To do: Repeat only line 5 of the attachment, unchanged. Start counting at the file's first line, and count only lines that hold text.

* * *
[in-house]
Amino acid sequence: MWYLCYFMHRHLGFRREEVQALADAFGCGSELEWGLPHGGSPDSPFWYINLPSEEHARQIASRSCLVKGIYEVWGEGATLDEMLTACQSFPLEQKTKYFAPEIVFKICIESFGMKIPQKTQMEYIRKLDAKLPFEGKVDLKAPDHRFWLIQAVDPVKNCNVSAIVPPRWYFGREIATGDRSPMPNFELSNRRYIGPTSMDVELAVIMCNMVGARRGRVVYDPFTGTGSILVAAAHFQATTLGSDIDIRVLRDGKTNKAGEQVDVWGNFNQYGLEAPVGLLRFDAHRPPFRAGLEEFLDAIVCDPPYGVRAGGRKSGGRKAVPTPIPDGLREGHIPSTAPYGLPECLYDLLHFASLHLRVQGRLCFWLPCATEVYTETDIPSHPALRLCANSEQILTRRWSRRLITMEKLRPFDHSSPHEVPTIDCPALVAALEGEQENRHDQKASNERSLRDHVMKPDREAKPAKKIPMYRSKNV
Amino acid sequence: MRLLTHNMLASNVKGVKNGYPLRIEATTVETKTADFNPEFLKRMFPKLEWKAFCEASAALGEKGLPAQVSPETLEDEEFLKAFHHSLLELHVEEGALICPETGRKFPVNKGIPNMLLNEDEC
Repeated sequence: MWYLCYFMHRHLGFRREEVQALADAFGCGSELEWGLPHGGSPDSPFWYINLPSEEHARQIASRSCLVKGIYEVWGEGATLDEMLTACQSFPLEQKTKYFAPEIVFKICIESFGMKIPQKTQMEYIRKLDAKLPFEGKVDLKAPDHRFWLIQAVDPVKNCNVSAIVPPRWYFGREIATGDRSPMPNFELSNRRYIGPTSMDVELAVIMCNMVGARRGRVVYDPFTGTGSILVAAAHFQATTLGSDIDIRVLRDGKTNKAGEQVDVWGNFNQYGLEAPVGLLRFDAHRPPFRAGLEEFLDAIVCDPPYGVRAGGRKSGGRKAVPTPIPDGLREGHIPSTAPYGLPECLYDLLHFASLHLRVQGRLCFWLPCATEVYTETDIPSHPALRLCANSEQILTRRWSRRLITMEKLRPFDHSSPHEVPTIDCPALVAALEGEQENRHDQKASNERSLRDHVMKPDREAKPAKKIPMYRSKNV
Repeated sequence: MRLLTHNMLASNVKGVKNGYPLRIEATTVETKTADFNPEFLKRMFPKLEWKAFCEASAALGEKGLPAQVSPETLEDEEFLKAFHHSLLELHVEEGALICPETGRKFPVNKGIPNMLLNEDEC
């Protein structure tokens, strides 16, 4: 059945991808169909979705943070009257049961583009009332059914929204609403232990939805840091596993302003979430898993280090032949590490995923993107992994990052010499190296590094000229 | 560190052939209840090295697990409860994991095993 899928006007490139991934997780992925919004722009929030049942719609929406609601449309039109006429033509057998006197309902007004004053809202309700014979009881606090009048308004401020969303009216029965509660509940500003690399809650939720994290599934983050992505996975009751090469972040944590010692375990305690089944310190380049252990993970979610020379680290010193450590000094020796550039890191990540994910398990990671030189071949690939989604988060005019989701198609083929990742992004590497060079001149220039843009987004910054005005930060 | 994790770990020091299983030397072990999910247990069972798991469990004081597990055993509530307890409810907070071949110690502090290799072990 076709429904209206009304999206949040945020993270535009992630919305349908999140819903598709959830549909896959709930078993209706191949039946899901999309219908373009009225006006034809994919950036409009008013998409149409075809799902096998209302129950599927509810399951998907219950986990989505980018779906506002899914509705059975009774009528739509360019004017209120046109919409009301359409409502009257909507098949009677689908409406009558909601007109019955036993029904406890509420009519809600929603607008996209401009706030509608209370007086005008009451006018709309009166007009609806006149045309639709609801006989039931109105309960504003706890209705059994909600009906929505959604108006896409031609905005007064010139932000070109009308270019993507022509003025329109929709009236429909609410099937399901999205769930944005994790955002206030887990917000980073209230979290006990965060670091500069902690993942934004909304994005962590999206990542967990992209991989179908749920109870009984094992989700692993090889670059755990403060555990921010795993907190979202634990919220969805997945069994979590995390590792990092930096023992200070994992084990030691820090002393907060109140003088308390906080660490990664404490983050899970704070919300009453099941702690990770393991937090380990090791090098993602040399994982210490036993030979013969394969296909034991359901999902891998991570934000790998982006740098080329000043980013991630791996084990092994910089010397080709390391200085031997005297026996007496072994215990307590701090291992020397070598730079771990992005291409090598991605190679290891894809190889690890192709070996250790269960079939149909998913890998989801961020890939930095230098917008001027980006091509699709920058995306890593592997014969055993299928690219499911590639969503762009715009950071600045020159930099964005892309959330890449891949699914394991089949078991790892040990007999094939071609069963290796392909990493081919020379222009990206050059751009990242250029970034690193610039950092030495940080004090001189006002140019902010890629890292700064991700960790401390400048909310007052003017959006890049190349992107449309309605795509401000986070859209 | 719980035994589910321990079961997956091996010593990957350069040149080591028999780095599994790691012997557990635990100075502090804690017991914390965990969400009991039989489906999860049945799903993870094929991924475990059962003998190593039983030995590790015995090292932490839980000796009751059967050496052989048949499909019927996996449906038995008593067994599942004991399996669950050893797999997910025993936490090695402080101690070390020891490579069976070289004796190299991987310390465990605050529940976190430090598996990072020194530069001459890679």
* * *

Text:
Repeated sequence: MRLLTHNMLASNVKGVKNGYPLRIEATTVETKTADFNPEFLKRMFPKLEWKAFCEASAALGEKGLPAQVSPETLEDEEFLKAFHHSLLELHVEEGALICPETGRKFPVNKGIPNMLLNEDEC